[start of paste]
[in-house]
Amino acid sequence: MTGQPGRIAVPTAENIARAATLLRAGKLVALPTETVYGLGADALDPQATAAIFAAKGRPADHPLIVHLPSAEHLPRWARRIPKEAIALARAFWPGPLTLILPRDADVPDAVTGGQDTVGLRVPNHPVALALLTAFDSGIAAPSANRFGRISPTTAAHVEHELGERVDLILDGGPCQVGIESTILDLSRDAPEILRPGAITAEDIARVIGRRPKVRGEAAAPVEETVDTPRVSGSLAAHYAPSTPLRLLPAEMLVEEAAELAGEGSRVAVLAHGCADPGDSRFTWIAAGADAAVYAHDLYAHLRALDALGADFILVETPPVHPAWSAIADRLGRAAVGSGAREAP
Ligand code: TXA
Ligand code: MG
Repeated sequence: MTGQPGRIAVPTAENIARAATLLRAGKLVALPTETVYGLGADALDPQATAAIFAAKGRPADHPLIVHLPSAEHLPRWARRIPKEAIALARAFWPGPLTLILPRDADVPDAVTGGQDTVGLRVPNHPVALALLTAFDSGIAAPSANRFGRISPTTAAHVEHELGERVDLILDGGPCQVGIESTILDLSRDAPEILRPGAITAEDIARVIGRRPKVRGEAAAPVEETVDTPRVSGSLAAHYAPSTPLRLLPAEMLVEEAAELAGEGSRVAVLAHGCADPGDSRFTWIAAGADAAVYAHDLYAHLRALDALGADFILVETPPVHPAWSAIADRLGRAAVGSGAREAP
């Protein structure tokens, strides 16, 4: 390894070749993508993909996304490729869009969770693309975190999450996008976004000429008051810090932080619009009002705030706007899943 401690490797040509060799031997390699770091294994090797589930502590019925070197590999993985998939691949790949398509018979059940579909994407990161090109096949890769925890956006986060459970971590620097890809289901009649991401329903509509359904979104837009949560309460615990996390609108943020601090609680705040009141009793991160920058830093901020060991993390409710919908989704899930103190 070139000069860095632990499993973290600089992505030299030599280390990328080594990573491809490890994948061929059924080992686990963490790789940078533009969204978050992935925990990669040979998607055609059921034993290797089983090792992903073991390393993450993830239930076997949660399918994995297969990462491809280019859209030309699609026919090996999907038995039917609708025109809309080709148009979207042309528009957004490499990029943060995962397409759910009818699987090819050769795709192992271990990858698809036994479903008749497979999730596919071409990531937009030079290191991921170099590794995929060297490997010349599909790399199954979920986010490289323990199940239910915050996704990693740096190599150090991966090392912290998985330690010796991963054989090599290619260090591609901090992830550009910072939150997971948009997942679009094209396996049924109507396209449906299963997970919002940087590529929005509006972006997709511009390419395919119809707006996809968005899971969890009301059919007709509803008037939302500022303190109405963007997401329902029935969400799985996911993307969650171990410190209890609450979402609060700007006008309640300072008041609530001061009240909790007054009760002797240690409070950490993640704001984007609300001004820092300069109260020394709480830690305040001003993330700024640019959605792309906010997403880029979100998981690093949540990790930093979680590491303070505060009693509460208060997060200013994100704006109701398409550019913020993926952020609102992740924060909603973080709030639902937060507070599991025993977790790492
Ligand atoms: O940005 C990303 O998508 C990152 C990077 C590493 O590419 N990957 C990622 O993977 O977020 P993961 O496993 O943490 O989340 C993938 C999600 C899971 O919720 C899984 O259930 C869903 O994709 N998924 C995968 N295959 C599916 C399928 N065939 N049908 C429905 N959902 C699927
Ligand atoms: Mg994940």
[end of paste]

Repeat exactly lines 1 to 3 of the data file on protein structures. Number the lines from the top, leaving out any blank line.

[in-house]
Amino acid sequence: MTGQPGRIAVPTAENIARAATLLRAGKLVALPTETVYGLGADALDPQATAAIFAAKGRPADHPLIVHLPSAEHLPRWARRIPKEAIALARAFWPGPLTLILPRDADVPDAVTGGQDTVGLRVPNHPVALALLTAFDSGIAAPSANRFGRISPTTAAHVEHELGERVDLILDGGPCQVGIESTILDLSRDAPEILRPGAITAEDIARVIGRRPKVRGEAAAPVEETVDTPRVSGSLAAHYAPSTPLRLLPAEMLVEEAAELAGEGSRVAVLAHGCADPGDSRFTWIAAGADAAVYAHDLYAHLRALDALGADFILVETPPVHPAWSAIADRLGRAAVGSGAREAP
Ligand code: TXA